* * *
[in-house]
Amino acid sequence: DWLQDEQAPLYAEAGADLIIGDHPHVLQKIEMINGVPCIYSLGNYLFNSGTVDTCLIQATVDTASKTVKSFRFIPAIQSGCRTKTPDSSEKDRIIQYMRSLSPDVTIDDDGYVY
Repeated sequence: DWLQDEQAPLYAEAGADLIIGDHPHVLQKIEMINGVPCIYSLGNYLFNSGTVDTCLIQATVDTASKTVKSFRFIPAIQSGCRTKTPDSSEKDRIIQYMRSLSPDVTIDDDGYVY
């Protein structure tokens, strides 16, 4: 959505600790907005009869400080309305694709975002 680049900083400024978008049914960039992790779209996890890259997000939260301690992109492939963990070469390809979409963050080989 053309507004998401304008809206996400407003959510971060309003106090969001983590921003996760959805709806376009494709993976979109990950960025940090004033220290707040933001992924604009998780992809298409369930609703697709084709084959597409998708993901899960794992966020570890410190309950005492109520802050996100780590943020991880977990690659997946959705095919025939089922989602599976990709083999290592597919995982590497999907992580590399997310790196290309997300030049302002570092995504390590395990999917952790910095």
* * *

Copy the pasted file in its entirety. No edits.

[in-house]
Amino acid sequence: DWLQDEQAPLYAEAGADLIIGDHPHVLQKIEMINGVPCIYSLGNYLFNSGTVDTCLIQATVDTASKTVKSFRFIPAIQSGCRTKTPDSSEKDRIIQYMRSLSPDVTIDDDGYVY
Repeated sequence: DWLQDEQAPLYAEAGADLIIGDHPHVLQKIEMINGVPCIYSLGNYLFNSGTVDTCLIQATVDTASKTVKSFRFIPAIQSGCRTKTPDSSEKDRIIQYMRSLSPDVTIDDDGYVY
């Protein structure tokens, strides 16, 4: 959505600790907005009869400080309305694709975002 680049900083400024978008049914960039992790779209996890890259997000939260301690992109492939963990070469390809979409963050080989 053309507004998401304008809206996400407003959510971060309003106090969001983590921003996760959805709806376009494709993976979109990950960025940090004033220290707040933001992924604009998780992809298409369930609703697709084709084959597409998708993901899960794992966020570890410190309950005492109520802050996100780590943020991880977990690659997946959705095919025939089922989602599976990709083999290592597919995982590497999907992580590399997310790196290309997300030049302002570092995504390590395990999917952790910095």